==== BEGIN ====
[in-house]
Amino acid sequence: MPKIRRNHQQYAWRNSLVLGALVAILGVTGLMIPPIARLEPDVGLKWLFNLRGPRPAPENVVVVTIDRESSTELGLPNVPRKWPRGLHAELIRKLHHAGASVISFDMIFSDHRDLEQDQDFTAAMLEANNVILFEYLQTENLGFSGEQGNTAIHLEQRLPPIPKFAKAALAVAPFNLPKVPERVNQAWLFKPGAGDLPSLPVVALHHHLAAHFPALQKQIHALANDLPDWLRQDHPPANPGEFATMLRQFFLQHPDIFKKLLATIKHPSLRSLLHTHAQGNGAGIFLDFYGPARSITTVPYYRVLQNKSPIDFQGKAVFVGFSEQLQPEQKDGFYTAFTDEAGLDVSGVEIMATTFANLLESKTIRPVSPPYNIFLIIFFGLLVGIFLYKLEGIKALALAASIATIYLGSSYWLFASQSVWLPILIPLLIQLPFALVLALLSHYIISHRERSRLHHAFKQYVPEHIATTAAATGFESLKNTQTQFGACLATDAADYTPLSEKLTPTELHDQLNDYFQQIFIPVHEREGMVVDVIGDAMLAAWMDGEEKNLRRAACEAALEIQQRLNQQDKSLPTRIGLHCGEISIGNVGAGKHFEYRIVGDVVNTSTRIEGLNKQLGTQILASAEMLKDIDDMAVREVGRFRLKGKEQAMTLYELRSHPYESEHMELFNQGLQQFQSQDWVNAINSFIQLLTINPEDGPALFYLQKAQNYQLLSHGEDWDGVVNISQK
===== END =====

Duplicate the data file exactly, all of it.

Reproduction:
[in-house]
Amino acid sequence: MPKIRRNHQQYAWRNSLVLGALVAILGVTGLMIPPIARLEPDVGLKWLFNLRGPRPAPENVVVVTIDRESSTELGLPNVPRKWPRGLHAELIRKLHHAGASVISFDMIFSDHRDLEQDQDFTAAMLEANNVILFEYLQTENLGFSGEQGNTAIHLEQRLPPIPKFAKAALAVAPFNLPKVPERVNQAWLFKPGAGDLPSLPVVALHHHLAAHFPALQKQIHALANDLPDWLRQDHPPANPGEFATMLRQFFLQHPDIFKKLLATIKHPSLRSLLHTHAQGNGAGIFLDFYGPARSITTVPYYRVLQNKSPIDFQGKAVFVGFSEQLQPEQKDGFYTAFTDEAGLDVSGVEIMATTFANLLESKTIRPVSPPYNIFLIIFFGLLVGIFLYKLEGIKALALAASIATIYLGSSYWLFASQSVWLPILIPLLIQLPFALVLALLSHYIISHRERSRLHHAFKQYVPEHIATTAAATGFESLKNTQTQFGACLATDAADYTPLSEKLTPTELHDQLNDYFQQIFIPVHEREGMVVDVIGDAMLAAWMDGEEKNLRRAACEAALEIQQRLNQQDKSLPTRIGLHCGEISIGNVGAGKHFEYRIVGDVVNTSTRIEGLNKQLGTQILASAEMLKDIDDMAVREVGRFRLKGKEQAMTLYELRSHPYESEHMELFNQGLQQFQSQDWVNAINSFIQLLTINPEDGPALFYLQKAQNYQLLSHGEDWDGVVNISQK